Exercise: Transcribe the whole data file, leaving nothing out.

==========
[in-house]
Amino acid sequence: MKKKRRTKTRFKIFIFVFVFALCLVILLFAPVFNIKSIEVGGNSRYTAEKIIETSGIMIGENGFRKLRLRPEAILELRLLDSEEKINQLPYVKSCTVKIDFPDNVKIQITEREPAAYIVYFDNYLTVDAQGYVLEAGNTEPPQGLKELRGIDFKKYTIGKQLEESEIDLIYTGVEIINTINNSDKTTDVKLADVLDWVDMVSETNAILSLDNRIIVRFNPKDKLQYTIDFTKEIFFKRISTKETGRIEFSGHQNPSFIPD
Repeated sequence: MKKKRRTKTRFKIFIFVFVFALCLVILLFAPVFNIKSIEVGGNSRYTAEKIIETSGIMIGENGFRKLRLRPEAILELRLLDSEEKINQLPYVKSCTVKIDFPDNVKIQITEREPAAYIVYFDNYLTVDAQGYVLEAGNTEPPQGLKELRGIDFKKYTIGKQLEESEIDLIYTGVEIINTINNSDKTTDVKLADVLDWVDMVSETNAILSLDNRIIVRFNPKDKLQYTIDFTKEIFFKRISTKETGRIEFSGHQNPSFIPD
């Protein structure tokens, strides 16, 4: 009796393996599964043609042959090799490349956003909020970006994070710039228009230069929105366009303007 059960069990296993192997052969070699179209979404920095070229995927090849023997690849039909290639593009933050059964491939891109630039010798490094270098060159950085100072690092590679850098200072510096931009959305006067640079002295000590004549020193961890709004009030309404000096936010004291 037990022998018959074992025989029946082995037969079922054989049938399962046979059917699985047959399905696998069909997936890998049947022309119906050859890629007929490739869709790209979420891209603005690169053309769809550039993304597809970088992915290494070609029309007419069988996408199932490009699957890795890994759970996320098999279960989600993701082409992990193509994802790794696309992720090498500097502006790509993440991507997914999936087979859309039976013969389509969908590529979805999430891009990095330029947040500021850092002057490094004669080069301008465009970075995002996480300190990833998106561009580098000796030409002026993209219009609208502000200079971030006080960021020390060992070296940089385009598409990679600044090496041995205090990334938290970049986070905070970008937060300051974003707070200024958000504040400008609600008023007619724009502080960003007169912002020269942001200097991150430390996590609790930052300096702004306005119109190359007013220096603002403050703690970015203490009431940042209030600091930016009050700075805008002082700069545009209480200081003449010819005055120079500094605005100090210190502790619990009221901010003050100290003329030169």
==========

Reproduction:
[in-house]
Amino acid sequence: MKKKRRTKTRFKIFIFVFVFALCLVILLFAPVFNIKSIEVGGNSRYTAEKIIETSGIMIGENGFRKLRLRPEAILELRLLDSEEKINQLPYVKSCTVKIDFPDNVKIQITEREPAAYIVYFDNYLTVDAQGYVLEAGNTEPPQGLKELRGIDFKKYTIGKQLEESEIDLIYTGVEIINTINNSDKTTDVKLADVLDWVDMVSETNAILSLDNRIIVRFNPKDKLQYTIDFTKEIFFKRISTKETGRIEFSGHQNPSFIPD
Repeated sequence: MKKKRRTKTRFKIFIFVFVFALCLVILLFAPVFNIKSIEVGGNSRYTAEKIIETSGIMIGENGFRKLRLRPEAILELRLLDSEEKINQLPYVKSCTVKIDFPDNVKIQITEREPAAYIVYFDNYLTVDAQGYVLEAGNTEPPQGLKELRGIDFKKYTIGKQLEESEIDLIYTGVEIINTINNSDKTTDVKLADVLDWVDMVSETNAILSLDNRIIVRFNPKDKLQYTIDFTKEIFFKRISTKETGRIEFSGHQNPSFIPD
């Protein structure tokens, strides 16, 4: 009796393996599964043609042959090799490349956003909020970006994070710039228009230069929105366009303007 059960069990296993192997052969070699179209979404920095070229995927090849023997690849039909290639593009933050059964491939891109630039010798490094270098060159950085100072690092590679850098200072510096931009959305006067640079002295000590004549020193961890709004009030309404000096936010004291 037990022998018959074992025989029946082995037969079922054989049938399962046979059917699985047959399905696998069909997936890998049947022309119906050859890629007929490739869709790209979420891209603005690169053309769809550039993304597809970088992915290494070609029309007419069988996408199932490009699957890795890994759970996320098999279960989600993701082409992990193509994802790794696309992720090498500097502006790509993440991507997914999936087979859309039976013969389509969908590529979805999430891009990095330029947040500021850092002057490094004669080069301008465009970075995002996480300190990833998106561009580098000796030409002026993209219009609208502000200079971030006080960021020390060992070296940089385009598409990679600044090496041995205090990334938290970049986070905070970008937060300051974003707070200024958000504040400008609600008023007619724009502080960003007169912002020269942001200097991150430390996590609790930052300096702004306005119109190359007013220096603002403050703690970015203490009431940042209030600091930016009050700075805008002082700069545009209480200081003449010819005055120079500094605005100090210190502790619990009221901010003050100290003329030169």